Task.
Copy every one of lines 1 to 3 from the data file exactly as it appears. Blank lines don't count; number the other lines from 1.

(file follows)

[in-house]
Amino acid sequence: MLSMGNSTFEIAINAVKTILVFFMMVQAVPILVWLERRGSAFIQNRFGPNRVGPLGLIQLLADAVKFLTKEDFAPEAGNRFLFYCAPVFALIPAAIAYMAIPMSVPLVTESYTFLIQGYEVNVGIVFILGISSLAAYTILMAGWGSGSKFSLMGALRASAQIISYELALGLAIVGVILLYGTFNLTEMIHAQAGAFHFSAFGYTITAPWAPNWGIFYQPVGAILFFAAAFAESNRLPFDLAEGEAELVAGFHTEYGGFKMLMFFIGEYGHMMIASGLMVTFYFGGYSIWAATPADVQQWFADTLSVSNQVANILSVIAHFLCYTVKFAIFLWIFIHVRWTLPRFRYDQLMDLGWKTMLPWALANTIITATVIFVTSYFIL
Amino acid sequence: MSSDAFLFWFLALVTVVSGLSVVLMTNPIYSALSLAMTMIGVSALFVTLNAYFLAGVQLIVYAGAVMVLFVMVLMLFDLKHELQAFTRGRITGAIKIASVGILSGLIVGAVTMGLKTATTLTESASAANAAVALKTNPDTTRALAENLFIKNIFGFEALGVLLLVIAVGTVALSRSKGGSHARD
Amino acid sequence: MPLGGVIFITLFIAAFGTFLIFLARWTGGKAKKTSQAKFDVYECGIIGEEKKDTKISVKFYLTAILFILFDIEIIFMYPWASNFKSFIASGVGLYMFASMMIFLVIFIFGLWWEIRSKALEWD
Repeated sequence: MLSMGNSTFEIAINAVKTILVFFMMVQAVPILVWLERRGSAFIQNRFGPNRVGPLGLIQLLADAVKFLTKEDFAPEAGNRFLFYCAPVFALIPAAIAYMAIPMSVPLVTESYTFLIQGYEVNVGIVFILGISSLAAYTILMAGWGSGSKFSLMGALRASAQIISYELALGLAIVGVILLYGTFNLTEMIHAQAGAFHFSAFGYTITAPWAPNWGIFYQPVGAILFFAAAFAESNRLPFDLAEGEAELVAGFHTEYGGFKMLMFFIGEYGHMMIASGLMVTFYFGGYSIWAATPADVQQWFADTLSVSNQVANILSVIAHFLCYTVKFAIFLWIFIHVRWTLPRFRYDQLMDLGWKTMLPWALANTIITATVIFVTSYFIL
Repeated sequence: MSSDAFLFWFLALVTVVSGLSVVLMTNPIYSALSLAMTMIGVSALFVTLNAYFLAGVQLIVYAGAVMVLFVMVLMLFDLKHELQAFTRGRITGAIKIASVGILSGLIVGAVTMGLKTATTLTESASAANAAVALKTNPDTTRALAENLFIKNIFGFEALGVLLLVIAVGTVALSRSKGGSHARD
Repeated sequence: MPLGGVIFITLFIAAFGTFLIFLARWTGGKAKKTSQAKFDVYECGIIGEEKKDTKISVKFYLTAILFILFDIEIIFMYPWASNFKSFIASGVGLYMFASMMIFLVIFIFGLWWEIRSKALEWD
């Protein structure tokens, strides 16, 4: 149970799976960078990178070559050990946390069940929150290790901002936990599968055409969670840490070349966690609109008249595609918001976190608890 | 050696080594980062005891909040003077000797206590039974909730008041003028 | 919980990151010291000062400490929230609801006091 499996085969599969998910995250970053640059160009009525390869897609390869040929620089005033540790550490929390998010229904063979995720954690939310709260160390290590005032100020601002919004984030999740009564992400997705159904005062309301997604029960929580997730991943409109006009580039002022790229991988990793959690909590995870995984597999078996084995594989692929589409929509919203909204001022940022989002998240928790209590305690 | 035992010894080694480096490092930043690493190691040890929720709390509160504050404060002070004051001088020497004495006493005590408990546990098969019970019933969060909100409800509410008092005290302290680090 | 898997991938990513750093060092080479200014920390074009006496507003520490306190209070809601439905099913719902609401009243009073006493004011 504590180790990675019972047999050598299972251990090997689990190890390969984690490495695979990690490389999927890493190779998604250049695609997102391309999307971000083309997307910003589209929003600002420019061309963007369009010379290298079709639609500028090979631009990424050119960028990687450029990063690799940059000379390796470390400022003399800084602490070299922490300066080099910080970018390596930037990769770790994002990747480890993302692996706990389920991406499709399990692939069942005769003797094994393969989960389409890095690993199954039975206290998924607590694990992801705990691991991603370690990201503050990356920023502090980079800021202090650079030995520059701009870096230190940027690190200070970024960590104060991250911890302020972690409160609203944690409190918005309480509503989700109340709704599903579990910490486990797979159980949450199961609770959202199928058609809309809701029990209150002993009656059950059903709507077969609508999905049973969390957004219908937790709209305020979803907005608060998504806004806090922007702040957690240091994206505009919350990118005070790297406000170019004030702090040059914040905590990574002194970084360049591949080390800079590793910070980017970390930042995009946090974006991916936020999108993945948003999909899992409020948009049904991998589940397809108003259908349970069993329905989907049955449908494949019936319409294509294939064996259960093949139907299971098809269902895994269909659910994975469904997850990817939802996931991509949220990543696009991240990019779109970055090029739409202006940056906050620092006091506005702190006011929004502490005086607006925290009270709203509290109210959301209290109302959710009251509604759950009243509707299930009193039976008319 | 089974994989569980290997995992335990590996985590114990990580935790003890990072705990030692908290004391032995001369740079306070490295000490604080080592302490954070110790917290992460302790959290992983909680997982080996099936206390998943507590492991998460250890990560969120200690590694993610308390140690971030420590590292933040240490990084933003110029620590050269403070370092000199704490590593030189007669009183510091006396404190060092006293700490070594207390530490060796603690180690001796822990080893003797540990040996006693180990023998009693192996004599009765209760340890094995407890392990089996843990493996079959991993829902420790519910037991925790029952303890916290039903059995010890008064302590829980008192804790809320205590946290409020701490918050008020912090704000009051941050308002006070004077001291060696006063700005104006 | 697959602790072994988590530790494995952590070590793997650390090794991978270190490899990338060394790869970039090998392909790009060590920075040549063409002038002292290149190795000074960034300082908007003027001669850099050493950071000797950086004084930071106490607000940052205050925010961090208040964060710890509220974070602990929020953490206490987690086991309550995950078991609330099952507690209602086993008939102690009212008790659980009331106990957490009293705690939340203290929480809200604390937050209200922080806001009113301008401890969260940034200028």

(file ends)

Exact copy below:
[in-house]
Amino acid sequence: MLSMGNSTFEIAINAVKTILVFFMMVQAVPILVWLERRGSAFIQNRFGPNRVGPLGLIQLLADAVKFLTKEDFAPEAGNRFLFYCAPVFALIPAAIAYMAIPMSVPLVTESYTFLIQGYEVNVGIVFILGISSLAAYTILMAGWGSGSKFSLMGALRASAQIISYELALGLAIVGVILLYGTFNLTEMIHAQAGAFHFSAFGYTITAPWAPNWGIFYQPVGAILFFAAAFAESNRLPFDLAEGEAELVAGFHTEYGGFKMLMFFIGEYGHMMIASGLMVTFYFGGYSIWAATPADVQQWFADTLSVSNQVANILSVIAHFLCYTVKFAIFLWIFIHVRWTLPRFRYDQLMDLGWKTMLPWALANTIITATVIFVTSYFIL
Amino acid sequence: MSSDAFLFWFLALVTVVSGLSVVLMTNPIYSALSLAMTMIGVSALFVTLNAYFLAGVQLIVYAGAVMVLFVMVLMLFDLKHELQAFTRGRITGAIKIASVGILSGLIVGAVTMGLKTATTLTESASAANAAVALKTNPDTTRALAENLFIKNIFGFEALGVLLLVIAVGTVALSRSKGGSHARD